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Berkeley’ Rep’s ‘Angels’ righteous and relevant

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From left, Randy Harrison, Caldwell Tidicue, Benjamin T. Ismail and Carmen Roman appear in Berkeley Repertory Theatre’s riveting “Angels in America, Part Two: Perestroika.” (Courtesy Kevin Berne/Berkeley Repertory Theatre)

There’s a poignant sense of déjà vu in the Berkeley Repertory Theatre’s new production of “Angels in America.” There’s also an unmistakable feeling of the continued relevance — and vibrant revelations — that drive Tony Kushner’s audacious Pulitzer Prize and Tony Award-winning two-part masterwork, subtitled “A Gay Fantasia on National Themes.”

Directed by Berkeley Rep artistic director Tony Taccone, those revelations come across in the forceful, dramatic, often hilarious and always dazzlingly theatrical staging that opened Saturday in back-to-back performances of “Angel’s” two linked halves, “Millenium Approaches,” followed by “Perestroika.”

The world may have changed since this groundbreaking work premiered at the height of the AIDS epidemic, but the play’s insights into politics, homophobia, race and the uncertain future of the planet still feel immediate.

As it moves from bedrooms to hospital rooms, city streets to Mormon visitor centers, the Antarctic to Heaven, Taccone’s production exerts a singular power to engage, provoke and move audiences.

“Angels” is forever linked to the Bay Area and Taccone, who, with co-director Oskar Eustis, introduced “Millenium Approaches” at the now-defunct Eureka Theatre in 1991. Taccone and Eustis premiered the full, two-play work in Los Angeles in 1992; the American Conservatory Theater staged it in 1994.

Yet “Angels,” which is currently a hit on Broadway, is only now making its Berkeley Rep debut. Taccone’s production, which unfolds on Takeshi Kata’s sleek, ingenious sets, was worth the wait.

“Millenium Approaches” introduces Louis, a gay New Yorker whose lover, Prior Walter, is stricken with AIDS. Unable to cope, Louis embarks on an affair with Joe Pitt, a closeted gay Mormon employed as a Supreme Court clerk. Additional fictional characters — Prior’s nurse, Belize, Joe’s depressed wife, Harper, and strict Mormon mother, Hannah — mingle with historical figures such as lawyer Roy Cohn.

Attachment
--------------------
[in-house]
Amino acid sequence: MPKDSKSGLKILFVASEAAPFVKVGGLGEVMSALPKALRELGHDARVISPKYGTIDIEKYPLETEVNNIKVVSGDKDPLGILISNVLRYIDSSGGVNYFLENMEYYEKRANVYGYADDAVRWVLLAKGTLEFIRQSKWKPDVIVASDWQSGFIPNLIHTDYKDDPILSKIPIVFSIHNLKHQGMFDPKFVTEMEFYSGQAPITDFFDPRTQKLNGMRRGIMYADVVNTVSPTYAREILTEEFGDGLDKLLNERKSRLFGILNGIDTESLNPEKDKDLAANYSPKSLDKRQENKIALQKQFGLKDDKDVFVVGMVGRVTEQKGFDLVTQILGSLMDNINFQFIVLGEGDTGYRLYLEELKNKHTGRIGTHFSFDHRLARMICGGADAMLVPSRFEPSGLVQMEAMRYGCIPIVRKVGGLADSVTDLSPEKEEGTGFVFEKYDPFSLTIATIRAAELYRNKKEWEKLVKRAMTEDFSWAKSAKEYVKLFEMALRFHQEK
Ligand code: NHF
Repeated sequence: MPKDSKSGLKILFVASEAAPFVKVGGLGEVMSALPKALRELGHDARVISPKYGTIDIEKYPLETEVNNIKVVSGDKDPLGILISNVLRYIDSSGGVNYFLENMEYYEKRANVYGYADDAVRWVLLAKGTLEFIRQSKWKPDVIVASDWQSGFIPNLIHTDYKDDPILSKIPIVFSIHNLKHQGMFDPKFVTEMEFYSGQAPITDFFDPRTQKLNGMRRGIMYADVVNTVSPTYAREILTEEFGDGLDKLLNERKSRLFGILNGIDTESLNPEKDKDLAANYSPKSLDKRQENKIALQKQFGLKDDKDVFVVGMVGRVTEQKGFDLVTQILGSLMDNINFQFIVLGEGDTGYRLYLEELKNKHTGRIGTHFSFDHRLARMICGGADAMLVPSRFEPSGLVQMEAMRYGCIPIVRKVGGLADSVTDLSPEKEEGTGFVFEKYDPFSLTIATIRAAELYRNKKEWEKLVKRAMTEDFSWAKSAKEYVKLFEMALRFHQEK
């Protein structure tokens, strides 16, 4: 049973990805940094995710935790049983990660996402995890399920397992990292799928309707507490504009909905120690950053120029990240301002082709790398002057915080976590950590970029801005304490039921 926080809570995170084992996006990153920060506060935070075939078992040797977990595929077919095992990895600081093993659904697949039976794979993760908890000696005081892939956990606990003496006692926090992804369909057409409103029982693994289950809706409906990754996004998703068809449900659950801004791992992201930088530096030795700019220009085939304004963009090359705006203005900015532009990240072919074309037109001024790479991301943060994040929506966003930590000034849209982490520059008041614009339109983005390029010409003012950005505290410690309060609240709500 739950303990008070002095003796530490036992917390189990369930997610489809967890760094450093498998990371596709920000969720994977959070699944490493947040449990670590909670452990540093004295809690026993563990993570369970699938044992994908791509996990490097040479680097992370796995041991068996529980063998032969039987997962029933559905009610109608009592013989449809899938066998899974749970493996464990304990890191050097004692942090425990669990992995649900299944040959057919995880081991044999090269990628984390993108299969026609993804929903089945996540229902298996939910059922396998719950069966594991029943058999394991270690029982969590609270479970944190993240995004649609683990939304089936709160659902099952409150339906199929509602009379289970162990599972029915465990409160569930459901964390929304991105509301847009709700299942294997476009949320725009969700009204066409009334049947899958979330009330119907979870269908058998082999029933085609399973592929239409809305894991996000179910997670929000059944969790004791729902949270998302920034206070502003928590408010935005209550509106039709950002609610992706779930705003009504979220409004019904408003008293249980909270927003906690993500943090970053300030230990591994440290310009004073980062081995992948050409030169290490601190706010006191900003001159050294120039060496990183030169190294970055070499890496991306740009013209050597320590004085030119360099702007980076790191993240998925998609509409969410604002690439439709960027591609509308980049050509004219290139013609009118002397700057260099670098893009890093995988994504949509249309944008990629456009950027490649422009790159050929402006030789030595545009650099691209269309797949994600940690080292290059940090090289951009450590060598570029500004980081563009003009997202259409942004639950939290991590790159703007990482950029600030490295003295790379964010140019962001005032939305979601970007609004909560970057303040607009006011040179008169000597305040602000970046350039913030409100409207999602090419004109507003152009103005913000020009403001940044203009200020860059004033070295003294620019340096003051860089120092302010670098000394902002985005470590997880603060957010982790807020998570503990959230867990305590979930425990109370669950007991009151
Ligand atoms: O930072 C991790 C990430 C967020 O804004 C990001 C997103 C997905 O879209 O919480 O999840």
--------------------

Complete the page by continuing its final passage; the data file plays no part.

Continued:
In “Perestroika,” their paths become both dire and more surreal. The ghost of Ethel Rosenberg torments the dying Cohn. The Angel flies in to make Prior a reluctant prophet.

Kushner’s script, so topical in its first San Francisco outing, now itself seems prophetic: American politics grows daily more surreal. The hole in the ozone layer, despite Harper’s watching, hasn’t mended. Roy Cohn was once an advisor to Donald Trump.

The power of “Angels” is in the scope of its themes, both universal and intensely intimate, and the cast inhabits them with specificity.

Benjamin T. Ismail’s Louis and Randy Harrison’s Prior are brilliant.

Stephen Spinella, who created the character of Prior at the Eureka and reprised it on Broadway, burns with furious energy as the vile Cohn.

Danny Binstock exudes torment as the conflicted Joe.

Bethany Jillard’s emphatic Harper and Caldwell Tidicue’s wry Belize bring new dimensions to their characters.

Carmen Roman (Hannah), Francesca Faridany (The Angel) and Lisa Ramirez excel in multiple roles.

When Prior says “The world only spins forward” — one of the play’s most heartening takeaways — he might just as well be talking about this vital cast.

REVIEW
Angels in America
Where: Berkeley Repertory Theatre, 2015 Addison St., Berkeley
When: Tuesdays through Sundays; closes July 22
Tickets: $40 to $100
Contact: (510) 647-2949, www.berkeleyrep.org
Note: Marathons, with 1 p.m. start for Part One and 7 p.m. for Part Two, are May 12-13, May 19, May 26, June 2, June 9-10, June 16-17, June 22, June 30, July 6-7, July 14, July 21-22.

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